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Tuskegee Airmen National Historic Site

Joshua Shiver, Auburn University
The Tuskegee Airmen National Historic Site, located at Moton Field in Tuskegee, Macon County, commemorates the predominately African American "Tuskegee Airmen" who trained there during World War II. Established in 1998, the site highlights the role that the Tuskegee Airmen played in breaking down racial barriers in the United States military as well as their contributions to the Allied victory. It is one of several National Historic Sites in the area related to Tuskegee and Tuskegee University and lies adjacent to Tuskegee National Forest.
Moton Field was constructed in Tuskegee in 1941 as the site for the "Tuskegee Experiment": the U.S. Army Air Corps program to train African American pilots and crewmen during World War II. Built by the students and faculty of the nearby Tuskegee Institute (now Tuskegee University), which had long emphasized vocational education, the site was named in honor of its deceased former president, Robert Russa Moton. The location was chosen because Tuskegee Institute already had a civilian pilot training program, pledged to invest in the development of an airfield, and had engineering and technical advisors and because the region's temperate climate provided ideal flying conditions year round.
In the years leading up to World War II, African Americans were barred from flying for the U.S. military. But increasing pressure on the federal government from civil rights groups and the African American press led to the approval of the Tuskegee Airmen program in 1941. This program, the first of its kind, trained African American pilots, navigators, bombardiers, and maintenance and support staff, as well as instructors. The program produced 996 African-American aviators over the course of the war who flew for a combined 15,000 sorties (individual flights) and 1,500 missions in addition to training 16,000 crewmen. Most graduates of the Tuskegee program served in the all-black 322nd Fighter Group, earning multiple unit citations. Though the Tuskegee Airmen continued to serve in a variety of capacities in the military after World War II, Moton Field was officially closed in 1946. In 1948, Pres. Harry S. Truman desegregated the U.S. military, and the Tuskegee Airmen were spread across various previous all-white units. In 1972, most of Moton Field was deeded to the city of Tuskegee for use as a municipal airport.
On November 6, 1998, Pres. Bill Clinton signed Public Law 105-355 to establish the Tuskegee Airmen National Historic Site at Moton Field. (The legislation had been sponsored in Congress by then Rep. Bob Riley, who represented Alabama's Third Congressional District in which Tuskegee is located.) The site was concurrently placed on the National Register of Historic Places. The new site was projected to contain a museum, interpretive programs, and a national center based on public-private partnership. At the time of the site's grand opening on October 10, 2008, only Hanger One of the two remaining hangars had been restored; the restoration of Hangar Two would be completed some years later.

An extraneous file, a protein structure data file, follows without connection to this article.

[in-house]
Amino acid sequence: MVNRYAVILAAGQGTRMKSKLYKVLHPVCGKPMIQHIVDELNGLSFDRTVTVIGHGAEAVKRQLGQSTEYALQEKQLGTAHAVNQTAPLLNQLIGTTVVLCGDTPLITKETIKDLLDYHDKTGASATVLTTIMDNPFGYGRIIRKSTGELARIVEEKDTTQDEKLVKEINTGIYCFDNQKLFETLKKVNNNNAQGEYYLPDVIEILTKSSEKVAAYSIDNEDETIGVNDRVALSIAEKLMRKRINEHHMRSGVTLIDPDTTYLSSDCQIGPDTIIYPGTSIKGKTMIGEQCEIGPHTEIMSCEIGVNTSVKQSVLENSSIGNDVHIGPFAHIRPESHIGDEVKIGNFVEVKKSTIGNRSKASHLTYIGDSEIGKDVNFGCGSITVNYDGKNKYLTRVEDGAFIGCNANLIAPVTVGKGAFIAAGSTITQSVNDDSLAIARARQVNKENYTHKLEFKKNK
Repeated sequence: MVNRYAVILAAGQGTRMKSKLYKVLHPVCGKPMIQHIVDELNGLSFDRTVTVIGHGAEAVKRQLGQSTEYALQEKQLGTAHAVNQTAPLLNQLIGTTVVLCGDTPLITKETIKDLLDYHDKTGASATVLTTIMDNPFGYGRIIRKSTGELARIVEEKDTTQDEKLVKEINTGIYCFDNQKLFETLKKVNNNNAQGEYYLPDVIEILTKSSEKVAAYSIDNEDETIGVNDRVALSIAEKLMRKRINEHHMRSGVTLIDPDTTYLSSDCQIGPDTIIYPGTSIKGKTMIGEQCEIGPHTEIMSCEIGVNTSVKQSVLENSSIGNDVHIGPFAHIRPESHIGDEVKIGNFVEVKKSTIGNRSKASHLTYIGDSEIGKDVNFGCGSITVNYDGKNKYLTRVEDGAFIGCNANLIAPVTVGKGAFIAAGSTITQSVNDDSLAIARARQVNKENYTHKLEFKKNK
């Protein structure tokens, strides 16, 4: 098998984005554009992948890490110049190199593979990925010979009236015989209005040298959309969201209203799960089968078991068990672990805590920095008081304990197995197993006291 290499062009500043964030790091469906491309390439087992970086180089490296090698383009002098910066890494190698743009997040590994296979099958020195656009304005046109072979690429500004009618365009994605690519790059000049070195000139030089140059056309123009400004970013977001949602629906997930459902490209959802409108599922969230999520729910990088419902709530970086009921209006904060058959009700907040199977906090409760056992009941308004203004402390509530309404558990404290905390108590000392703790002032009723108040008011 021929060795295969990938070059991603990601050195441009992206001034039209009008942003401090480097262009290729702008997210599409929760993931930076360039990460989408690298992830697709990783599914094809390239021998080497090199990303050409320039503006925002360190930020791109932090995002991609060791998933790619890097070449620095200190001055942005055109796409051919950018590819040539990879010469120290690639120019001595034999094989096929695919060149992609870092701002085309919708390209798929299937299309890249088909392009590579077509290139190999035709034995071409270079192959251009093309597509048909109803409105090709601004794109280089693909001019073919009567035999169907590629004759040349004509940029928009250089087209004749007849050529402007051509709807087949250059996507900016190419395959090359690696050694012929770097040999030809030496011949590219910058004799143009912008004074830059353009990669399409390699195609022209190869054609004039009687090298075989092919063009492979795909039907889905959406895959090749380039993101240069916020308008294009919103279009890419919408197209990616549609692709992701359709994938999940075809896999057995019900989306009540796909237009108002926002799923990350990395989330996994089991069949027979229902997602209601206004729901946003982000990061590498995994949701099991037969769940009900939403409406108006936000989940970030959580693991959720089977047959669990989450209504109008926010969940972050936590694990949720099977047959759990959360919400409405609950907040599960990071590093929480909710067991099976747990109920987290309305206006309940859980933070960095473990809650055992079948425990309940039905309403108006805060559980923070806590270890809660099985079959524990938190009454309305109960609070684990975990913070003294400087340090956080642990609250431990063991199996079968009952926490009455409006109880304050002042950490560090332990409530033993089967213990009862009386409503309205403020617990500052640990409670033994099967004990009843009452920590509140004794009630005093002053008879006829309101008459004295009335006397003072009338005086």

Hanger One was originally constructed in 1941 and includes the visitor's center as well as exhibits focusing on the training that the Tuskegee Airmen received at Moton Field. It houses a Stearman bi-plane and a J-3 Piper Cub, which were the planes primarily used for training pilots in World War II. Hanger Two was built in 1944 and now hosts exhibits on the Tuskegee Airmen's overseas combat experience as well as the history of the Double-V (Victory at Home and Victory at War) civil rights campaign of African American soldiers during World War II. It also includes a replica P-51 Mustang fighter plane painted with the red tail and nose that the airmen are so closely associated with and a movie theater that hosts a 30-minute film on the history and accomplishments of the airmen.
Outside, a walking trail with several interpretive signs as well as a scenic overlook take visitors around the historic site. In addition to the hangars, there are six other original structures at Moton Field, including the Skyway (Officer's) Club, a storage shed, a warehouse and vehicle storage building, a bath and locker house, a tea room, and a small lunchroom. Two steel skeletal outlines mark the former sites of the cadet house and the Army supply building. Moton Field Municipal Airport is adjacent to the historic site, providing a 5,000-foot runway that accommodates small aircraft and private jets.
According to the National Park Service, more than 30,000 individuals visited the site in 2014. To support the preservation of the memory of the Tuskegee Airmen at Moton Field, the Friends of the Tuskegee Airmen National Historic Site, Inc. was formed in 2009 and works alongside the National Park Service in raising funds and public awareness, providing community outreach activities, and organizing volunteers for special projects. Every year, the Tuskegee Airmen National Historic Site hosts the Tuskegee Airmen Fly-In, which is usually held in May and includes displays of historic aircraft, military fly-bys, aerobatics, exhibits, vendors, and food.
As of February 2016, the Google Arts & Culture Program, in partnership with the U.S. Department of the Interior, has committed to making thousands of National Park Service artifacts available online, including many from National Parks sites in Alabama, including the Tuskegee National Airmen Historic Site. In 2021, the U.S, Mint plans to strike the Tuskegee Airmen National Historic Site Quarter as the last strike of its "America the Beautiful" Quarters Program.
Published:  September 20, 2016   |   Last updated:  September 20, 2016